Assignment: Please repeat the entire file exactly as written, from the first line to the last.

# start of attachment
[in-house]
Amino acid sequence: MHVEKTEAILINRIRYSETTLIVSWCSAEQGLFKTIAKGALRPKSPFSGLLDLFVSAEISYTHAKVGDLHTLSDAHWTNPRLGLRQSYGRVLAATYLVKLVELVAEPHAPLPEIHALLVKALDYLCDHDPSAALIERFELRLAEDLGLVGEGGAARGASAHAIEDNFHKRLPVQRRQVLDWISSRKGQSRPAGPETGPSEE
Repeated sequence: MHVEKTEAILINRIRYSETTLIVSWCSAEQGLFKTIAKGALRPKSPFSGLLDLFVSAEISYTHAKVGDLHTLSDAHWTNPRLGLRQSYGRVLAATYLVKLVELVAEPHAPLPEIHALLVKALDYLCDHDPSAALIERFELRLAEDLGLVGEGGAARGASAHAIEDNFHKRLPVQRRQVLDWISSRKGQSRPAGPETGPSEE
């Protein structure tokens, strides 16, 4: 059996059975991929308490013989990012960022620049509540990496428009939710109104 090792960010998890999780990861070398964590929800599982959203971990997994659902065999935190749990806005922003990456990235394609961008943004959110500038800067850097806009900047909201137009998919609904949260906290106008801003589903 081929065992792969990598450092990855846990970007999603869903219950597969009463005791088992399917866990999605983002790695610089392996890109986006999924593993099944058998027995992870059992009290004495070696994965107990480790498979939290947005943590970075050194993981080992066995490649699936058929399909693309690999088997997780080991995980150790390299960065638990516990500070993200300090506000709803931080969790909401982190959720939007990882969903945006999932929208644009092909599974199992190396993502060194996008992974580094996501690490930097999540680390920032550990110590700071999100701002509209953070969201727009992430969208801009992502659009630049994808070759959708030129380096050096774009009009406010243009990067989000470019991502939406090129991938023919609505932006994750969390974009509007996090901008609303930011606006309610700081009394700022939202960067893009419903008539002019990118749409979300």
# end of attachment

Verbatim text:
[in-house]
Amino acid sequence: MHVEKTEAILINRIRYSETTLIVSWCSAEQGLFKTIAKGALRPKSPFSGLLDLFVSAEISYTHAKVGDLHTLSDAHWTNPRLGLRQSYGRVLAATYLVKLVELVAEPHAPLPEIHALLVKALDYLCDHDPSAALIERFELRLAEDLGLVGEGGAARGASAHAIEDNFHKRLPVQRRQVLDWISSRKGQSRPAGPETGPSEE
Repeated sequence: MHVEKTEAILINRIRYSETTLIVSWCSAEQGLFKTIAKGALRPKSPFSGLLDLFVSAEISYTHAKVGDLHTLSDAHWTNPRLGLRQSYGRVLAATYLVKLVELVAEPHAPLPEIHALLVKALDYLCDHDPSAALIERFELRLAEDLGLVGEGGAARGASAHAIEDNFHKRLPVQRRQVLDWISSRKGQSRPAGPETGPSEE
């Protein structure tokens, strides 16, 4: 059996059975991929308490013989990012960022620049509540990496428009939710109104 090792960010998890999780990861070398964590929800599982959203971990997994659902065999935190749990806005922003990456990235394609961008943004959110500038800067850097806009900047909201137009998919609904949260906290106008801003589903 081929065992792969990598450092990855846990970007999603869903219950597969009463005791088992399917866990999605983002790695610089392996890109986006999924593993099944058998027995992870059992009290004495070696994965107990480790498979939290947005943590970075050194993981080992066995490649699936058929399909693309690999088997997780080991995980150790390299960065638990516990500070993200300090506000709803931080969790909401982190959720939007990882969903945006999932929208644009092909599974199992190396993502060194996008992974580094996501690490930097999540680390920032550990110590700071999100701002509209953070969201727009992430969208801009992502659009630049994808070759959708030129380096050096774009009009406010243009990067989000470019991502939406090129991938023919609505932006994750969390974009509007996090901008609303930011606006309610700081009394700022939202960067893009419903008539002019990118749409979300």